"Me and Mao Tse-tung" is one of the articles I wrote about the Sudanese traditional mentality long time ago. The article opens a difficult question here.
How do you understand the Sudanese traditional mentality?
The question gets tough those days when it comes to the case of submitting the Sudanese dictatorial regime to the International Criminal Court (ICC). Although we are living in the twenty-one century, we have some folk there in Sudan who do not recognize the UN's organizations and authorities and the non-governmental organizaions (NGOs).
This article I wrote long ago, about "Mao Tse-tung and Me", reveals how even intermediate school's directors could treat international cultures very bad; and it highlights the development of the traditional mentality in Sudan.
Me and Mao Tse-tung!
Article Word Count: 606
My first political experience was with Mao Tse-Tung on 1968-69. That political experience occurred in Sudan not in China! I could possibly see right now some surprises on the faces of my valued readers.
That was exactly before the second Sudanese military dictator Jafar al Numiery took over power through his coup d'etat in May 25, 1969.
I was at the final level in the intermediate school, and I was about to receive the results of the high secondary school examination that time.
I read many of Mao's Red Books during the second democracy in the Sudanese history.
It was called democracy, but I was not sure if it really was!
I always have many DOTS in the Sudanese way of understanding DEMOCRACY and practicing it, because the three periods of what they call democracy in Sudan led to dictatorship. So, what are
Well, early in that year of my age in the intermediate school, I had much respect for Mao Tse-Tung so I wore one of his red beautiful Medals on my T-shirt just over the heart.
I came this way one evening to the school and I found my classroom-door closed. Just before I put my hand on the doorknob, I heard the heavy steps and the voice of the headmaster coming along the corridor. I pushed the door open and entered the classroom to hear some of the students singing and to see one of them dancing.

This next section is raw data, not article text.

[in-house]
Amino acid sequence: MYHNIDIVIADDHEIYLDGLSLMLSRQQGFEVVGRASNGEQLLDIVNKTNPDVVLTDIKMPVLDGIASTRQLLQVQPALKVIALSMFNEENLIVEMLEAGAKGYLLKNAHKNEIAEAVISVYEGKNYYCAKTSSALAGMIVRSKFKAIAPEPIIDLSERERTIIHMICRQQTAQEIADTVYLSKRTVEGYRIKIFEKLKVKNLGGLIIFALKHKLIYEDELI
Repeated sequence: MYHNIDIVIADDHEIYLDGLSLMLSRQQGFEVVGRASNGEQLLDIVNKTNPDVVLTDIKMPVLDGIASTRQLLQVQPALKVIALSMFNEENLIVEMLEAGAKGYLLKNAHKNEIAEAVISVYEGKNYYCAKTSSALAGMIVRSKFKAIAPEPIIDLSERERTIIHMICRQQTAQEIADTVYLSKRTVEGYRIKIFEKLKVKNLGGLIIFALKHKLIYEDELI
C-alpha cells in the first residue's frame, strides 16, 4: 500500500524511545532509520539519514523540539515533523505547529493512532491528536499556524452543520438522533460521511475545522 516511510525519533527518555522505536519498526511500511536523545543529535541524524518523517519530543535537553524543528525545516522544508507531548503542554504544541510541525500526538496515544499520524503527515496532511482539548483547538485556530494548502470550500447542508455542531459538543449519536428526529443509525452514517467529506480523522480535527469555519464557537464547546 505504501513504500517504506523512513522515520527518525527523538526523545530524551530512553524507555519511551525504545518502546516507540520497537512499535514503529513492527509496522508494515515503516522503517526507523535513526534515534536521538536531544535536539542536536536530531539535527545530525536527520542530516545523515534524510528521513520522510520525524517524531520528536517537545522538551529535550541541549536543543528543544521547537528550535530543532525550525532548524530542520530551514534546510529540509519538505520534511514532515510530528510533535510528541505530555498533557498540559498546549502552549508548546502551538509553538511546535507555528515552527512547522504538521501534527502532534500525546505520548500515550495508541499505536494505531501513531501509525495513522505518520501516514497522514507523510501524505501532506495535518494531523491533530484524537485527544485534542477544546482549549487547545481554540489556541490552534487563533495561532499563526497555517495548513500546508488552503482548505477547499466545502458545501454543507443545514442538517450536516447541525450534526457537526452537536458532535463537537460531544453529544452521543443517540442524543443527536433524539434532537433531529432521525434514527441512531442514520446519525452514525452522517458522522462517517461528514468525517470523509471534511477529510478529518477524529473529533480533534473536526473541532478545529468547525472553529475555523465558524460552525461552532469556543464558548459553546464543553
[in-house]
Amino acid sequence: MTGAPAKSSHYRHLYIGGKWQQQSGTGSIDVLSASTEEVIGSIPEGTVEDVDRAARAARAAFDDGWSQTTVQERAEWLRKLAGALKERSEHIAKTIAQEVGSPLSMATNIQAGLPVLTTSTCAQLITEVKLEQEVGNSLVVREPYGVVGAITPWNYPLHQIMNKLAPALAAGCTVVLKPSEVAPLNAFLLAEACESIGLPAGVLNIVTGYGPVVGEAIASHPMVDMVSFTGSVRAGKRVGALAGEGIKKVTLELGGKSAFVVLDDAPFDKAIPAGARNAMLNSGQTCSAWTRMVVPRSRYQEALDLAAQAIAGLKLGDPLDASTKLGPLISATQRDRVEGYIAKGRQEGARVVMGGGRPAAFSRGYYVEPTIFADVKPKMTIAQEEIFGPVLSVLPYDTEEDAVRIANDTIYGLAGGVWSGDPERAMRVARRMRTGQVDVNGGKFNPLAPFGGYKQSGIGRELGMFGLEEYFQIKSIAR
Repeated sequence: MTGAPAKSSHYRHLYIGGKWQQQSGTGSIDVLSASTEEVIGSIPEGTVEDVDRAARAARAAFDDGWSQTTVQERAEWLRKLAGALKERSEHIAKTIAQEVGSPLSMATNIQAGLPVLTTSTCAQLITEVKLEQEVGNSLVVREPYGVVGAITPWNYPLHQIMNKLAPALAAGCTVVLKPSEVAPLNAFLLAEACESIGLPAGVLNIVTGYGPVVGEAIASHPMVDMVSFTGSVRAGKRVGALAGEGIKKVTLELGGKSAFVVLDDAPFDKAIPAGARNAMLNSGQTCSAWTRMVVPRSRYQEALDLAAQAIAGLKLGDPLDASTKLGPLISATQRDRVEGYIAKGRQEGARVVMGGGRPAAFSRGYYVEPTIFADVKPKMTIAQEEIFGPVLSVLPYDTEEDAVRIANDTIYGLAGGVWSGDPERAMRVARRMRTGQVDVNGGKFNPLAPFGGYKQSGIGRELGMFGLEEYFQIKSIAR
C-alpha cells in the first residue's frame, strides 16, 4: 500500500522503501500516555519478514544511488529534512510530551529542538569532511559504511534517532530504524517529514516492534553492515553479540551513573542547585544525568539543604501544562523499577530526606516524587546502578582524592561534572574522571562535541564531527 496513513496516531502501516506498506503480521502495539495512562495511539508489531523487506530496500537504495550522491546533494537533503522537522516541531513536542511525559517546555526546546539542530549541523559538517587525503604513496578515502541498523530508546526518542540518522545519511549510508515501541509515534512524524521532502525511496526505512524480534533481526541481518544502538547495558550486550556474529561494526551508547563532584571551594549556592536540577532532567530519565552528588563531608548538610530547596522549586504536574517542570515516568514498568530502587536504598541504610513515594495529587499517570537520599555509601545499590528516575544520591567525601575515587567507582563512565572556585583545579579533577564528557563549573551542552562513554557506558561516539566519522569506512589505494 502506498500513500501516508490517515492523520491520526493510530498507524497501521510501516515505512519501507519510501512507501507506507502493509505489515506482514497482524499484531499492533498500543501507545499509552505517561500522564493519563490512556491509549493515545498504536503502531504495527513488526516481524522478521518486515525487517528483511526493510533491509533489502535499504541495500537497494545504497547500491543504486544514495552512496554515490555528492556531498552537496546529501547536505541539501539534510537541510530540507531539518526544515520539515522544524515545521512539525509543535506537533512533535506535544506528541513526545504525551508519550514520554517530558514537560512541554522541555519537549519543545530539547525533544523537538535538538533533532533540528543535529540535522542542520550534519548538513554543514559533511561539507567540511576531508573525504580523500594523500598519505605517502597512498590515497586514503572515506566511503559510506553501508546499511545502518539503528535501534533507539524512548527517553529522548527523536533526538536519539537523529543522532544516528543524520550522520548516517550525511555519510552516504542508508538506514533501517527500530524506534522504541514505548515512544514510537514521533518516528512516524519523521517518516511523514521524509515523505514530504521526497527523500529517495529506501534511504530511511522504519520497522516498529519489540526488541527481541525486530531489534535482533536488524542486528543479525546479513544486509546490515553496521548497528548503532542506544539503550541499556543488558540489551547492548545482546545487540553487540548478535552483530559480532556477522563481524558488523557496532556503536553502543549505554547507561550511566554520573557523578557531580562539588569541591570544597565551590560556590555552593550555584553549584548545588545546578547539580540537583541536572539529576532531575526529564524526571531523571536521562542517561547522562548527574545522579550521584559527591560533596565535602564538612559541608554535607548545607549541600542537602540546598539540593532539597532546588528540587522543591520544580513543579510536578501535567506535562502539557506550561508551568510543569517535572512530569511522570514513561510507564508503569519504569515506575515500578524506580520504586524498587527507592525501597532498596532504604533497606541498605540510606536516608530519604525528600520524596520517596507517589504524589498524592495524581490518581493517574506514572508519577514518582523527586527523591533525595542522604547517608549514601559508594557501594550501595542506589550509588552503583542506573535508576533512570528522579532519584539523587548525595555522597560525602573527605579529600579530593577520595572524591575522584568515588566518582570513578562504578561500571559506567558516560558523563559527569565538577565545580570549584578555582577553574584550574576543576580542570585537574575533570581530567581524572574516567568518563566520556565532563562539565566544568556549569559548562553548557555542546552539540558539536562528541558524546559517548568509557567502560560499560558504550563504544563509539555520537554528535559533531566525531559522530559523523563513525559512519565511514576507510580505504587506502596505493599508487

At that specific moment and exactly while I held my index finger over my lips saying "shshsh", the headmaster entered, glanced like an eagle and captured the full "perspective"... everything, even the small details. He was a "rightist" member of one of the top governing parties.
The student who was dancing was a son of a well-known Islamic figure in the town and a grandson of an Imam. He is a great medicine doctor by now. And I who carried Mao Tse-tung's thoughts, am a son of a well-known unionist party's member. The majority of my comrades were from the middle class, except few of them who were aristocratic.
So, when the headmaster heard the music, saw who was dancing there and fixed his eyes on Mao Tse-Tung on my chest, he got crazy enough to pull Mao until my T-Shirt came into pieces on his fat hand.
I was not afraid at all although he gathered all the school next morning to lecture the students on that event and to punch us. He slashed both of us very hard 30 times in front of all the students.
That incident had happened in the second turn of what they call democracy in Sudan!
So, for this reason and other logical political points I say: Sudan knows no democracy since what's so called independence!
We've got up to this moment right there two political categories, which consist of 1- The Military Dictatorship and 2- The Civil Dictatorship! Bravo! Clap to them!
And since the Civil Dictatorship built up its mechanical majority dependent on the climate of illiteracy, it still influences the very simple and traditionally Muslim Sudanese people by an alleged Islamic emotions.
So it gave the army its "climax" three times to bring those militant adventurers to power. The army took over power not to correct this situation but to be more and aggressively fundamentalist.
Nowadays the third military dictatorial regime plays the political game very wise, by importing the same Islamic emotions and using them against the innocent Sudanese people, its neighbours and the World.
They are still (donkeyenizing) the people, maybe some neighbouring countries, and the world, but not me, Khalid Osman!
This article about "Me and Mao Tse-tung" is not about communism, although it seems to be! It is neither about those "Old Golden Days" when we had two powers in the global system, nor about this "New World Order" nowadays, which proves to be "New World Disorder"! It is a simple day-to-day story from our poor continent.
Please make those links clickable when you publish this article. I just noticed that some people don't adhere to the publishing guidelines.
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